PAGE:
The Capitalist versus the Proletarian: The Adversarial Relationship Continues

Any of us who has had some exposure to Labour Relations (LR) knows that the relationship is fundamentally adverse in nature and has been since the industrial revolution of the 1800s.

Labour and management seem to get along for periods of time, but in the end the balance of power shifts and one party takes the route of conflict to try to improve its position against the other side.

There has not been a better illustration of this adverse relationship than the one that played out on Super Bowl Sunday.  As the two football teams battled it out in a very slow and sleepy football game this past February, another battle was being waged between the capitalist systems and the proletarian. The former being represented by General Motors (GM), and the latter by Unifor, the union that represents a majority of Canadian Autoworkers.

GM, the largest employer in Oshawa, announced last November that after 100 years of production, it would be closing down its Oshawa plant at the end of the year.

It is obvious why the union is upset about the plant closing. A union’s reason to exist is to help workers with employment, obtain better wages, as well as fair working conditions for their members. When that is gone so is the union’s purpose. However, this adversarial relationship story goes much deeper.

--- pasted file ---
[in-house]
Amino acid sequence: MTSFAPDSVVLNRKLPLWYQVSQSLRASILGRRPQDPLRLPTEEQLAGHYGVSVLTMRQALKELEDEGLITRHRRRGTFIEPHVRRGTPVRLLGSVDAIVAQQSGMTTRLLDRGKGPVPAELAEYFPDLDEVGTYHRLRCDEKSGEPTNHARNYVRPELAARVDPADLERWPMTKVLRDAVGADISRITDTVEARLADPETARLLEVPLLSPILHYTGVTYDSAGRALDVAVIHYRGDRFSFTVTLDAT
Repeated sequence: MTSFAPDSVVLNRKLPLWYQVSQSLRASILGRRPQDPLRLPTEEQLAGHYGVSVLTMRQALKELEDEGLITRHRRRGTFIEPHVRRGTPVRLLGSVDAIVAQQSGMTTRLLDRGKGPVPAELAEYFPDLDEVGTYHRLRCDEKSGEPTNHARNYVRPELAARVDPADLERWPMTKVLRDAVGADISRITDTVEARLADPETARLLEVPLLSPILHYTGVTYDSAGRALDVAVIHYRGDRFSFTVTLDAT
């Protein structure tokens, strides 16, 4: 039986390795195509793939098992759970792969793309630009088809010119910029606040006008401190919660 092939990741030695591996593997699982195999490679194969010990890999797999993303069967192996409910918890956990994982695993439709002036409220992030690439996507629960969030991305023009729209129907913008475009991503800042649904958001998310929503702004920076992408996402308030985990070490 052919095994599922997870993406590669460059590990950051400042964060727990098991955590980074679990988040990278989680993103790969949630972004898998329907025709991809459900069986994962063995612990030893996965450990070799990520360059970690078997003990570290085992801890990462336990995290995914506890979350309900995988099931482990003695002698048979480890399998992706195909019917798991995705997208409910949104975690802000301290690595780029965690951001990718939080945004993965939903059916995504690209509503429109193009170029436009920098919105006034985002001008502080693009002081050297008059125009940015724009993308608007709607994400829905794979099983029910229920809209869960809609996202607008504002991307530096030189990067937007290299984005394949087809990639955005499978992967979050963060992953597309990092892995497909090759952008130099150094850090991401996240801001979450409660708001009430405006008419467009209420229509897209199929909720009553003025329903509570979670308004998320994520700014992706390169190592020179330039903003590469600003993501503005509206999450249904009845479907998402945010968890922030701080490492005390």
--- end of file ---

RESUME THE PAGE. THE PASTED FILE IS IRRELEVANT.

In 2008, GM received a $10 billion bailout by the provincial and federal governments and according to the Globe and Mail, Canadian taxpayers have been shorted by GM to the tune of $3.5 billion dollars.

Click here to read the Globe and Mail article.

Unifor placed a TV advertisement during the Super Bowl calling out GM and trying to shame the company for their actions. The ad ends with the following comment:

“You may have forgotten our generosity, but we’ll never forget your greed.” – Unifor Advertisement February 2019

To view the advertisement click here.

As we all know, companies are very protective of their brand and do not want to be chastised in public. GM responded by sending a letter, which threatened to sue Unifor.

“While GM respects Unifor’s rights to protest, we cannot condone purposely misleading the Canadian public,” the letter said.

So, the conflict between workers and the capitalist continues, but who is right? Does a company have moral obligations or is it just business? Each one of us in HR will have to reflect on that question.

Discussion Questions

After watching the Unifor GM advertisement and reading GM’s complaints, discuss the validity of the Unifor ad under Canadian Law, and consider the following questions:

  • Is this advertisement legal? If yes, support your answer, if no support your answer.
  • Do you think Unifor’s ad will have any impact? Explain your position.
  • Why do you think Unifor chose to run a boycott campaign?
  • Do you think a union running a product boycott campaign has any effect?